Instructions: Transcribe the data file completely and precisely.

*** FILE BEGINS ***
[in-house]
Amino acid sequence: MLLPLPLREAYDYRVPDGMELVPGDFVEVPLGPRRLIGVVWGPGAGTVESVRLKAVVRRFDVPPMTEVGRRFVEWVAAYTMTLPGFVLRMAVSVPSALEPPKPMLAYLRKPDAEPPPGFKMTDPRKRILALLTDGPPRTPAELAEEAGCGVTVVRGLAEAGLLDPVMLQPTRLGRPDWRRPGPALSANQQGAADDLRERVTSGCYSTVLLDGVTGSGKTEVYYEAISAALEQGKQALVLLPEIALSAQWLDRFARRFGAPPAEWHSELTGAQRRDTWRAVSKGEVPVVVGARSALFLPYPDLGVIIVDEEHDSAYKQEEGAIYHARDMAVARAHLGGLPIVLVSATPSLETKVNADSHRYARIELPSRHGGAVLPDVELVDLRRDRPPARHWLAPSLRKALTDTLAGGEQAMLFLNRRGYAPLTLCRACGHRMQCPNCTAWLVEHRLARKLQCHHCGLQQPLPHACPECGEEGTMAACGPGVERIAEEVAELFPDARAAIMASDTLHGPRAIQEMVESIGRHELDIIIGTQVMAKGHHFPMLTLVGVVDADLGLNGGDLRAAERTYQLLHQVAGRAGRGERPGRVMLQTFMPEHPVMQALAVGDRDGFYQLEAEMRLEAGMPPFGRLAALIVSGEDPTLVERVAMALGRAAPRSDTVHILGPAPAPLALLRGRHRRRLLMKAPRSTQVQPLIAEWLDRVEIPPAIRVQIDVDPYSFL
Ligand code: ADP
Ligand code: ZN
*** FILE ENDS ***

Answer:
[in-house]
Amino acid sequence: MLLPLPLREAYDYRVPDGMELVPGDFVEVPLGPRRLIGVVWGPGAGTVESVRLKAVVRRFDVPPMTEVGRRFVEWVAAYTMTLPGFVLRMAVSVPSALEPPKPMLAYLRKPDAEPPPGFKMTDPRKRILALLTDGPPRTPAELAEEAGCGVTVVRGLAEAGLLDPVMLQPTRLGRPDWRRPGPALSANQQGAADDLRERVTSGCYSTVLLDGVTGSGKTEVYYEAISAALEQGKQALVLLPEIALSAQWLDRFARRFGAPPAEWHSELTGAQRRDTWRAVSKGEVPVVVGARSALFLPYPDLGVIIVDEEHDSAYKQEEGAIYHARDMAVARAHLGGLPIVLVSATPSLETKVNADSHRYARIELPSRHGGAVLPDVELVDLRRDRPPARHWLAPSLRKALTDTLAGGEQAMLFLNRRGYAPLTLCRACGHRMQCPNCTAWLVEHRLARKLQCHHCGLQQPLPHACPECGEEGTMAACGPGVERIAEEVAELFPDARAAIMASDTLHGPRAIQEMVESIGRHELDIIIGTQVMAKGHHFPMLTLVGVVDADLGLNGGDLRAAERTYQLLHQVAGRAGRGERPGRVMLQTFMPEHPVMQALAVGDRDGFYQLEAEMRLEAGMPPFGRLAALIVSGEDPTLVERVAMALGRAAPRSDTVHILGPAPAPLALLRGRHRRRLLMKAPRSTQVQPLIAEWLDRVEIPPAIRVQIDVDPYSFL
Ligand code: ADP
Ligand code: ZN